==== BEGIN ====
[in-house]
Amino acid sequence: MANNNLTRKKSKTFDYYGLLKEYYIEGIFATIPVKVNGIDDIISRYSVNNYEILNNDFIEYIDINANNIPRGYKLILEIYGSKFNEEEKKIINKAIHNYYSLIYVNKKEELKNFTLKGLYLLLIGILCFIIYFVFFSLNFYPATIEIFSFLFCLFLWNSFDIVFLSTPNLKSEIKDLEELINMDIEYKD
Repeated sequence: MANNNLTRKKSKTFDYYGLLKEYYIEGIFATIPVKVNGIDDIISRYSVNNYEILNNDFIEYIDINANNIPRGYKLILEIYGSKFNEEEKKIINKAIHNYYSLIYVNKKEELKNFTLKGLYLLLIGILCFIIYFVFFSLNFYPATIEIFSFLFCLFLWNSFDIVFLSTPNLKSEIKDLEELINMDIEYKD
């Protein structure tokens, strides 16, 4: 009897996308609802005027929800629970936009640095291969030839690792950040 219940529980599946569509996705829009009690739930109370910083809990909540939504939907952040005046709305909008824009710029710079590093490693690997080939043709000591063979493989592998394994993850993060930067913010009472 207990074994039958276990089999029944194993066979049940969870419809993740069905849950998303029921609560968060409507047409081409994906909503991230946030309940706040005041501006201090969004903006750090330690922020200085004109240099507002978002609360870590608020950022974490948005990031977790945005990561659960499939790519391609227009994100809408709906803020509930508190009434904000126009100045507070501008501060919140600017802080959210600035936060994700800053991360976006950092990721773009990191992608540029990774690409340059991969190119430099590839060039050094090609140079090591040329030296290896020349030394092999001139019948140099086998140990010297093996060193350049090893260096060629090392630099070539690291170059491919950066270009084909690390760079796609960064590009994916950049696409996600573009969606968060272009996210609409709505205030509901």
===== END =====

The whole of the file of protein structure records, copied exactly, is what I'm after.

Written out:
[in-house]
Amino acid sequence: MANNNLTRKKSKTFDYYGLLKEYYIEGIFATIPVKVNGIDDIISRYSVNNYEILNNDFIEYIDINANNIPRGYKLILEIYGSKFNEEEKKIINKAIHNYYSLIYVNKKEELKNFTLKGLYLLLIGILCFIIYFVFFSLNFYPATIEIFSFLFCLFLWNSFDIVFLSTPNLKSEIKDLEELINMDIEYKD
Repeated sequence: MANNNLTRKKSKTFDYYGLLKEYYIEGIFATIPVKVNGIDDIISRYSVNNYEILNNDFIEYIDINANNIPRGYKLILEIYGSKFNEEEKKIINKAIHNYYSLIYVNKKEELKNFTLKGLYLLLIGILCFIIYFVFFSLNFYPATIEIFSFLFCLFLWNSFDIVFLSTPNLKSEIKDLEELINMDIEYKD
């Protein structure tokens, strides 16, 4: 009897996308609802005027929800629970936009640095291969030839690792950040 219940529980599946569509996705829009009690739930109370910083809990909540939504939907952040005046709305909008824009710029710079590093490693690997080939043709000591063979493989592998394994993850993060930067913010009472 207990074994039958276990089999029944194993066979049940969870419809993740069905849950998303029921609560968060409507047409081409994906909503991230946030309940706040005041501006201090969004903006750090330690922020200085004109240099507002978002609360870590608020950022974490948005990031977790945005990561659960499939790519391609227009994100809408709906803020509930508190009434904000126009100045507070501008501060919140600017802080959210600035936060994700800053991360976006950092990721773009990191992608540029990774690409340059991969190119430099590839060039050094090609140079090591040329030296290896020349030394092999001139019948140099086998140990010297093996060193350049090893260096060629090392630099070539690291170059491919950066270009084909690390760079796609960064590009994916950049696409996600573009969606968060272009996210609409709505205030509901």